One year to the day that they raised the NATO flag, the crew of HMS Enterprise lowered it – their mission as a Mediterranean flagship complete.
On a sizzling day in Souda Bay, Crete, the survey ship’s task leading a force of international minehunters formally ended as Britain handed over responsibility for the group – which roams from the Pillars of Hercules to eastern shore of the Black Sea – to the German Navy.
Temperatures reached 35˚C on the forecastle of the Devonport-based ship as NATO’s Maritime Commander Vice Admiral Clive Johnstone presided over the transfer of command.
For 365 days, Enterprise led Standing Mine Countermeasures Group Two, which flies the flag for NATO through the Middle and Black Seas, trains with the region’s navies – not just in the art of hunting mines, but disaster relief and search and rescue missions – and hones the ability of participating NATO forces to work seamlessly together.
With a battle staff under Commander Justin Haines embarked, Enterprise has directed six major exercises, visited 40 ports, helped locate four WW2-era mines, worked with scientists to further the use of unmanned technology in finding objects underwater, and worked with around a dozen NATO and foreign navies.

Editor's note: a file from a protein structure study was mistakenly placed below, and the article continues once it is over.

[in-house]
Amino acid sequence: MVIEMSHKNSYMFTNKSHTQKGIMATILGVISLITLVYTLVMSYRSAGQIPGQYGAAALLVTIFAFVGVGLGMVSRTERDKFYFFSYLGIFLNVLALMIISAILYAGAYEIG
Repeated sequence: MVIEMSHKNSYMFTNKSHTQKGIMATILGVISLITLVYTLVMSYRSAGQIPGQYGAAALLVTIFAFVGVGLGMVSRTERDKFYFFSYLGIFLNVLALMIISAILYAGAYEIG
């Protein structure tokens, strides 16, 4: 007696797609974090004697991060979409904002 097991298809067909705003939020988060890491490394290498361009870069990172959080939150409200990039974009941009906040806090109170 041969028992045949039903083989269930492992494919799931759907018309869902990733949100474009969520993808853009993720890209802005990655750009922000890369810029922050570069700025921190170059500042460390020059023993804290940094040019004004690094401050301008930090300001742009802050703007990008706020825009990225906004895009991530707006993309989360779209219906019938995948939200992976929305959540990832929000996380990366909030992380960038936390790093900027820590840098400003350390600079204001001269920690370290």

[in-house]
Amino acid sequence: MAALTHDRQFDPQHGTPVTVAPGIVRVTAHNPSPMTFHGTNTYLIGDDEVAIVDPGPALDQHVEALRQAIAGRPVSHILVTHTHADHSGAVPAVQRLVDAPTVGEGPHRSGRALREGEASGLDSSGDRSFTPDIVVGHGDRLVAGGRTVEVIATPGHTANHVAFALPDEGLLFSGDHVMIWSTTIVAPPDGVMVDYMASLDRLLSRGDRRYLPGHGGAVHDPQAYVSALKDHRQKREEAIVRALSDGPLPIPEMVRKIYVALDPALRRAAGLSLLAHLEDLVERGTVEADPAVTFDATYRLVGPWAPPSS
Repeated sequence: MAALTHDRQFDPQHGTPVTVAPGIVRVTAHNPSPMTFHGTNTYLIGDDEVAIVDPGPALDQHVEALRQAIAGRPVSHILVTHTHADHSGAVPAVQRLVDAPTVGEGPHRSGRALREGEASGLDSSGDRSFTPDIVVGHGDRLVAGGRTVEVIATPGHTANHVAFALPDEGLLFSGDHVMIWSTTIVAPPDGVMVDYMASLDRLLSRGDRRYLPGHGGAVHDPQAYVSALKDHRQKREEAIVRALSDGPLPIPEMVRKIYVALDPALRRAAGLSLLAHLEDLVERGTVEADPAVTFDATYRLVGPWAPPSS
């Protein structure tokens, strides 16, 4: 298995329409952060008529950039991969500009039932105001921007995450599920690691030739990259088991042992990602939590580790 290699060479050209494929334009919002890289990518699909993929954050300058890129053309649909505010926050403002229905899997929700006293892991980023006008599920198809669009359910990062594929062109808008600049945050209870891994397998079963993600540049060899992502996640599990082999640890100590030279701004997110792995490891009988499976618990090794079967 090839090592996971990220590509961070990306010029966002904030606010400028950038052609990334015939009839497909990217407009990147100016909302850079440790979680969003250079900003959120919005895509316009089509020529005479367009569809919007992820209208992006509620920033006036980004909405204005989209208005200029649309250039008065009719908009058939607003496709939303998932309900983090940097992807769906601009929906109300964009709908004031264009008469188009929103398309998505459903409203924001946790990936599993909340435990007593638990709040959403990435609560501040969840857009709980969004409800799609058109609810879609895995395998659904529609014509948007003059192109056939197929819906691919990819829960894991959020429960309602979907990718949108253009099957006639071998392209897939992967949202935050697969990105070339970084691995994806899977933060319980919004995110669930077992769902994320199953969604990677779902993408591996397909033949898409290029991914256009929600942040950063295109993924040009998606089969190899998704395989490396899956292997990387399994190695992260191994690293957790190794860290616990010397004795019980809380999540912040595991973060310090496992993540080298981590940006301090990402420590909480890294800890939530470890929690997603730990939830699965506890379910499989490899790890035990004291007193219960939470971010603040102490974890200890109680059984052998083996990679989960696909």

The demands placed on the ship’s company throughout have been heavy.
“Before we deployed, colleagues predicted a fantastic sunny Mediterranean ‘cruise’, but that couldn’t be further from the truth,” said Surgeon Lieutenant Megan Adams, task force medical officer.
“H ard work and dedication was required by everyone involved – busy weeks at sea, in rough weather over the winter, and even busier weekends alongside. Everyone was pushed to their limits.”
Chelsea Dyson, one of Enterprise’s chefs, has thoroughly enjoyed the NATO experience.“I’ve been lucky to be involved with every defence engagement event over the past year – it’s been a great opportunity for me to develop my culinary skills,” she said.
“It’s been a great deployment too for seeing new places – places that I would never normally have had the chance to experience.”
Command of the mine warfare group is now with Fregattenkapitän Frank Maginsky and his flagship FGS Rhein, while Enterprise.
“It has been an immense privilege to command a multi-national task force with outstanding people at its heart,” said Cdr Haines as the NATO flag was passed to the Deutsche Marine.
“The relationships we forge between ships and during visits strengthen the alliance. We share the same goal – and as a team we are so much stronger.”
Enterprise is now preparing to return to the UK before the end of the month.